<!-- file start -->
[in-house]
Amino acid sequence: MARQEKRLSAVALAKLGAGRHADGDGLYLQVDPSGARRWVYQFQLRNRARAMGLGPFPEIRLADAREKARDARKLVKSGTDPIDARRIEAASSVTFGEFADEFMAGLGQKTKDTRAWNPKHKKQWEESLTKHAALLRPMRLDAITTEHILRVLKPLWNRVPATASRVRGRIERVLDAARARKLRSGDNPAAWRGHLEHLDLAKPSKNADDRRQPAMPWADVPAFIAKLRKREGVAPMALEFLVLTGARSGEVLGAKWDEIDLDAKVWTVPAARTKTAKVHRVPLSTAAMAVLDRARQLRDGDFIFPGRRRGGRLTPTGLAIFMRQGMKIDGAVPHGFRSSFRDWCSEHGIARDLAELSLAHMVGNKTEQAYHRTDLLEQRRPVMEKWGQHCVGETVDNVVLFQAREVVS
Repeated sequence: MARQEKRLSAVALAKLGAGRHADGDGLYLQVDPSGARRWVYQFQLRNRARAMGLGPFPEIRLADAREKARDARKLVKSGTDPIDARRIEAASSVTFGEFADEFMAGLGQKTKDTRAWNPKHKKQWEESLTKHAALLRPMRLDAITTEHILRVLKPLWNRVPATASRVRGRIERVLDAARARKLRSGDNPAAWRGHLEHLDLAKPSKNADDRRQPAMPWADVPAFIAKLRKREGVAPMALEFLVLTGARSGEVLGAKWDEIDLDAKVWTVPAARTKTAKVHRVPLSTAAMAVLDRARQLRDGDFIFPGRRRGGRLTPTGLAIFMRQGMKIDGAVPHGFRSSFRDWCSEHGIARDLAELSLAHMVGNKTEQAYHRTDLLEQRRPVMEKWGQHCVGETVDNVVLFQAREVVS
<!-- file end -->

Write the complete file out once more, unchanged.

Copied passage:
[in-house]
Amino acid sequence: MARQEKRLSAVALAKLGAGRHADGDGLYLQVDPSGARRWVYQFQLRNRARAMGLGPFPEIRLADAREKARDARKLVKSGTDPIDARRIEAASSVTFGEFADEFMAGLGQKTKDTRAWNPKHKKQWEESLTKHAALLRPMRLDAITTEHILRVLKPLWNRVPATASRVRGRIERVLDAARARKLRSGDNPAAWRGHLEHLDLAKPSKNADDRRQPAMPWADVPAFIAKLRKREGVAPMALEFLVLTGARSGEVLGAKWDEIDLDAKVWTVPAARTKTAKVHRVPLSTAAMAVLDRARQLRDGDFIFPGRRRGGRLTPTGLAIFMRQGMKIDGAVPHGFRSSFRDWCSEHGIARDLAELSLAHMVGNKTEQAYHRTDLLEQRRPVMEKWGQHCVGETVDNVVLFQAREVVS
Repeated sequence: MARQEKRLSAVALAKLGAGRHADGDGLYLQVDPSGARRWVYQFQLRNRARAMGLGPFPEIRLADAREKARDARKLVKSGTDPIDARRIEAASSVTFGEFADEFMAGLGQKTKDTRAWNPKHKKQWEESLTKHAALLRPMRLDAITTEHILRVLKPLWNRVPATASRVRGRIERVLDAARARKLRSGDNPAAWRGHLEHLDLAKPSKNADDRRQPAMPWADVPAFIAKLRKREGVAPMALEFLVLTGARSGEVLGAKWDEIDLDAKVWTVPAARTKTAKVHRVPLSTAAMAVLDRARQLRDGDFIFPGRRRGGRLTPTGLAIFMRQGMKIDGAVPHGFRSSFRDWCSEHGIARDLAELSLAHMVGNKTEQAYHRTDLLEQRRPVMEKWGQHCVGETVDNVVLFQAREVVS